For hundreds of years physical scientists have been seeking to apply the exact knowledge they had gained of the physical universe to Man and his problems.

Newton, Sir James Jeans, Einstein, have all sought to find the exact laws of human behavior in order to help Mankind.

Developed by L. Ron Hubbard, C.E., Ph.D., a nuclear physicist, Scientology has demonstrably achieved this long-sought goal. Doctor Hubbard, educated in advanced physics and higher mathematics and also a student of Sigmund Freud and others, began his present researches thirty years ago at George Washington University.[9]

Hubbard also envisaged using Sequoia to bestow a variety of "degrees" on students of his proposed "Freudian Foundation of America", a scheme which he put forward in April 1953 but which apparently never got off the ground. The students would have received certificates from Sequoia accrediting them as "Bachelor of Scientology," "Doctor of Scientology," "Freudian Psycho-analyst," and "Doctor of Divinity," among other qualifications.[10] He may have abandoned the idea for legal reasons; in May 1953, he told Scientologists in an "Associate Newsletter":

Sequoia University would like to authorize associates to give certain courses. With all due respect to Sequoia University and the project, I have to hand legal opinion that this protection will not stay the heavy threat when levelled.[11]

Public attention was drawn to Hubbard's "degree" by the Anderson Report of 1965, published in Victoria, Australia. The board of enquiry that produced the report was suspicious of the degree's validity and, in its words,

caused inquiries to be made as to the identity of this university and was informed by the Australian Consul-General in San Francisco that the Sequoia University was a privately endowed institution which was not accredited, that is, not registered with the Western Association of Schools and colleges, which is the accrediting body for the west coast of America.[12]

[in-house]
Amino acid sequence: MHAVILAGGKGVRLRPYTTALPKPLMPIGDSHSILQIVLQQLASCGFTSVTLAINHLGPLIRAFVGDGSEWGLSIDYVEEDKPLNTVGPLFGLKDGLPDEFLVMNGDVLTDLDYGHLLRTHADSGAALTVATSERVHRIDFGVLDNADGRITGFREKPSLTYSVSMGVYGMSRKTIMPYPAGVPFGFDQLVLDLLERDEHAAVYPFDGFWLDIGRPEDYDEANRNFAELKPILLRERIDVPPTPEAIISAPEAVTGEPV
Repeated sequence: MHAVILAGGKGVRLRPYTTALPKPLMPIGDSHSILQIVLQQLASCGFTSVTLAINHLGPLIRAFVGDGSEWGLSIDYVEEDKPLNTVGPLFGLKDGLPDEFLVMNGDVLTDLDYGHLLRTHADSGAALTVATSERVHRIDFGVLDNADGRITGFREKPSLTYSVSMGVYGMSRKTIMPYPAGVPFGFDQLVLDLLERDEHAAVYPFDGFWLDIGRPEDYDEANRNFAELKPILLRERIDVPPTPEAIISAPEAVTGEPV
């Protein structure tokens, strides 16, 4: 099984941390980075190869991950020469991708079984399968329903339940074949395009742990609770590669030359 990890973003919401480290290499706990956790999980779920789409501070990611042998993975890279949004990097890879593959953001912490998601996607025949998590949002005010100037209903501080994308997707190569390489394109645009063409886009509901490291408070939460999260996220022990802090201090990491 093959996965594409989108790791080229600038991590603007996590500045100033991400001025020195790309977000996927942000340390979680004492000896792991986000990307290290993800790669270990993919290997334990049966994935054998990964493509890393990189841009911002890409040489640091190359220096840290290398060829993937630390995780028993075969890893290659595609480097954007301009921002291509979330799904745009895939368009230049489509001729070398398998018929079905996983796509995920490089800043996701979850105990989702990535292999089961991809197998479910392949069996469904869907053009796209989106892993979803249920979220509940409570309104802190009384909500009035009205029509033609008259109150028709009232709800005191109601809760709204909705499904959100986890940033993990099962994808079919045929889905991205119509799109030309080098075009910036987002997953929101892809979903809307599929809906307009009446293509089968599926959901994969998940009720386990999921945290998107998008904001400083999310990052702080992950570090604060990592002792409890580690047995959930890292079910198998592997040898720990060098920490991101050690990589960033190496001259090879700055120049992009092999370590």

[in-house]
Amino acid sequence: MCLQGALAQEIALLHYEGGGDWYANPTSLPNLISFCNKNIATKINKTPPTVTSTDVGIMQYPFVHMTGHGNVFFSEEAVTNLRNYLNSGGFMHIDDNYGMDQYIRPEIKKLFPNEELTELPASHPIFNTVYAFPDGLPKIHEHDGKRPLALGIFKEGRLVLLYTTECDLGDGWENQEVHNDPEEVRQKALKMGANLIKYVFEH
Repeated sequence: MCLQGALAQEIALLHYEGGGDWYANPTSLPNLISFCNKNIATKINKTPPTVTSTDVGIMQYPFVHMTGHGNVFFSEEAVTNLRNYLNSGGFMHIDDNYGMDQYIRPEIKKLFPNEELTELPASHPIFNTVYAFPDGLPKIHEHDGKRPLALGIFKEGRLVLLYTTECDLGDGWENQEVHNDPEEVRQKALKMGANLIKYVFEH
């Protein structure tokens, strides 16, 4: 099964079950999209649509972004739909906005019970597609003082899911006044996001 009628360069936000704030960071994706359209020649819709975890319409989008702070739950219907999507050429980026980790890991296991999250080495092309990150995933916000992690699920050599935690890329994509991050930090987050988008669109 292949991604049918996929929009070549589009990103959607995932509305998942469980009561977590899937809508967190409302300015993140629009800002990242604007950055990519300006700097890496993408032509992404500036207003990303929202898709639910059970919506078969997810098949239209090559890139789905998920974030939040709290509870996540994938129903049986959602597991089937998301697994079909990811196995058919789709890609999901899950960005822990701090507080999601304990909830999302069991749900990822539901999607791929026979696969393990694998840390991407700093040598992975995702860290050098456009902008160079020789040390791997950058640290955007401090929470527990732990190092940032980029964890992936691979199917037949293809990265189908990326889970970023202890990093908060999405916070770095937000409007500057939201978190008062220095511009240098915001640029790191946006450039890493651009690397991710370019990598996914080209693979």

The question of the degree also attracted comment in the British press, forcing Hubbard onto the defensive. He issued a policy letter in February 1966 defending his degree: "I was a Ph.D., Sequoia's [sic] University and therefore a perfectly valid doctor under the laws of the State of California". (The latter claim was not true, as Sequoia had never been accredited by the State, nor had it any chance of being — as Christopher Evans notes, it "used to be well known to quacks on the West Coast as a degree mill where 'qualifications' could be bought for suitable sums." [13]) Hubbard announced that henceforth the title of "Doctor" would no longer be used within Scientology, as "the name has been disgraced" due to "the abuses and murders carried out under the title of 'doctor'" (a reference to his hatred of psychiatry).[14]

A few weeks later, Hubbard publicly disclaimed his Sequoia degree in an advertisement in the personal column of The Times:

I, L. Ron Hubbard of Saint Hill Manor, East Grinstead, having reviewed the damage being done in our society with nuclear physics and psychiatry by persons calling themselves 'Doctor', do hereby resign in protest my university degree as a doctor of philosophy (Ph.D.), anticipating an early public outcry against anyone called 'Doctor'; and although not in any way connected with bombs or 'psychiatric treatment' or treatment of the sick, and interested only and always in philosophy and the total freedom of the human spirit, I wish no association of any kind with these persons and do so publicly declare, and request my friends and the public not to refer to me in any way with this title.[15]